Australia:PG | Finland:K-11 (2004) | Netherlands:18 (original rating) (1936) (passed with cuts) | Spain:13 | Sweden:7 | USA:Approved (PCA #714)

Did You Know?

Trivia:
The well-known "Wolf Man" makeup used on Lon Chaney Jr. was actually created by Universal Pictures makeup designer Jack P. Pierce for Henry Hull in this film. After makeup tests, Hull declined to wear the makeup, citing his dislike of the time-consuming makeup application. A less hairy version was then devised by Pierce, and it is this version that is seen in the film. A still photograph of the original test makeup survives, however, and has been published.See more »
Goofs:
Continuity: When the werewolf creeps up on the floozie at the Zoo, he conceals his face with his cape and arm, but when the floozie spots him in her compact, he is shown unconcealed.See more »
Quotes:
Priest:You are foolish, but without fools there would be no wisdom.See more »
Movie Connections:
Featured in 100 Years of Horror: Werewolves (1996) (V)See more »
Soundtrack:
MusicSee more »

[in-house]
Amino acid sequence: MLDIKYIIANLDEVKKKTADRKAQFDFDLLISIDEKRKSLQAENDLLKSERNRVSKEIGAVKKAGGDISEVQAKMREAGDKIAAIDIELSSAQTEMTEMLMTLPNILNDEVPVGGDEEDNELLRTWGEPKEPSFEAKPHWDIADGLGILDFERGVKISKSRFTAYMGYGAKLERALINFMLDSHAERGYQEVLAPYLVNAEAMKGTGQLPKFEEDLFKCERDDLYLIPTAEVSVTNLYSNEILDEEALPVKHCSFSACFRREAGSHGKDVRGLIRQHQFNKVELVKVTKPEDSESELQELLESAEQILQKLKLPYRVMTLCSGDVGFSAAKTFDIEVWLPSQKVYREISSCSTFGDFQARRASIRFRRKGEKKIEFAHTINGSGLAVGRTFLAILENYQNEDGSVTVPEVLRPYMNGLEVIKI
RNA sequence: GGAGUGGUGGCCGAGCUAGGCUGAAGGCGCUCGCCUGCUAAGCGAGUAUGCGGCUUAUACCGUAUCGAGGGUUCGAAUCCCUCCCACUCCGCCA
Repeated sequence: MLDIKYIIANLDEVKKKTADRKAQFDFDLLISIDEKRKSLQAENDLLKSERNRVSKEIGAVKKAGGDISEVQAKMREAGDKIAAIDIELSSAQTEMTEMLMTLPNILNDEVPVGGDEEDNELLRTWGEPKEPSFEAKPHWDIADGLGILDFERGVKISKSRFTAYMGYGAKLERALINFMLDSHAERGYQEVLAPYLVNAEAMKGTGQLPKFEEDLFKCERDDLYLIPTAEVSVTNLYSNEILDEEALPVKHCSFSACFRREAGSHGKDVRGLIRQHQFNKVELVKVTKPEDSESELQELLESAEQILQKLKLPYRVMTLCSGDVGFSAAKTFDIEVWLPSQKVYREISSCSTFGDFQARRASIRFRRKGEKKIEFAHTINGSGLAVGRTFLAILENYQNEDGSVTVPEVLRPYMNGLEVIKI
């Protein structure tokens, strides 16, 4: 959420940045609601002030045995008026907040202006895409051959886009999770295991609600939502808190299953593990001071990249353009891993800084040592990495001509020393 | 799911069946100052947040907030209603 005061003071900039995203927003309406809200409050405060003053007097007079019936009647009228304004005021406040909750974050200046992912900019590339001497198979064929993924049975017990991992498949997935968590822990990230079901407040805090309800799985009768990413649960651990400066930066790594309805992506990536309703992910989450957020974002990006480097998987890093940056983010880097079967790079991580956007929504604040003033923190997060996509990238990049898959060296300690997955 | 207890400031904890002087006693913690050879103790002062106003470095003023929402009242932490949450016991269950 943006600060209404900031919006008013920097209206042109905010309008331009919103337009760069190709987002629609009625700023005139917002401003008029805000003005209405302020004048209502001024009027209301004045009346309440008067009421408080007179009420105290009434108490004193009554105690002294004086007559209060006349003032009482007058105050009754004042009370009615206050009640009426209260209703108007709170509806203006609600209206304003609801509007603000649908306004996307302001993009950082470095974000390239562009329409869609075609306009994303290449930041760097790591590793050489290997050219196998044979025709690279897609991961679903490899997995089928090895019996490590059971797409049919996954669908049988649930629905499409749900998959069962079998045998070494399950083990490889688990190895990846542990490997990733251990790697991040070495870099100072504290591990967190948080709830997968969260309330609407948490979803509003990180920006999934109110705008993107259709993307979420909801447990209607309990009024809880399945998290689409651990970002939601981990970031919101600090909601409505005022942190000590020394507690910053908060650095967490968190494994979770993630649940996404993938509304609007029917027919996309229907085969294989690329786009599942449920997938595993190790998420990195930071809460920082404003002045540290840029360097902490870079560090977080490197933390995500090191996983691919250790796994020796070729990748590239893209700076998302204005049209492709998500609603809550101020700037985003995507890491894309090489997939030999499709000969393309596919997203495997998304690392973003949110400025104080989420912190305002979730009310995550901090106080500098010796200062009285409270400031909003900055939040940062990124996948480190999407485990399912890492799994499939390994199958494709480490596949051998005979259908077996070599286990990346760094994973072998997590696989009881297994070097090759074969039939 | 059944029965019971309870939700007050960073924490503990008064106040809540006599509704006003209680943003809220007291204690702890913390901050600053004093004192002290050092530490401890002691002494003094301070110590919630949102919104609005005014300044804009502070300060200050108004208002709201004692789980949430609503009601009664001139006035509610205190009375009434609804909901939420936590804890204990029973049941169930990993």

FAQ

How does the movie end?
Why didn't Wilfred use the mariphasa flowers to keep him from turning into a werewolf?
What is 'Werewolf of London' about?
See more »
9 out of 11 people found the following review useful.
By the Light of the Silvery Moon, 13 July 2000

Universal's first foray into lycanthropy was this version of a man that goes to Tibet in search of a rare flower. He is bitten by a werewolf. He then leaves Tibet for his home in London with said plant which flowering buds have the ability to off-set the "disease" at least for that evening against the full moon. This film is entertaining and has many good points. It has a great score and lots of wonderful scenes and sets. Many of the character actors are quite good, in particular Spring Byington and Valerie Hobson. Warner Oland steals the acting honors as an adversary to Dr. Glendon, the titular werewolf. Oland, the great Charlie Chan himself, hams it up as another werewolf in search of the flowering buds. The film has a lot of comedy in it, with several scenes between two friendly landladies creating most of the laughs. I think the picture really suffers from the script, which really does not help create werewolf folklore like The Wolfman did later for Universal. The make-up by Jack Pierce is pretty good, but actor Henry Hull is very dull in his lead role. Hull plays the beast with some passion but his role as the doctor is the epitome of boredom. Nonetheless I found the film very entertaining and recommend it.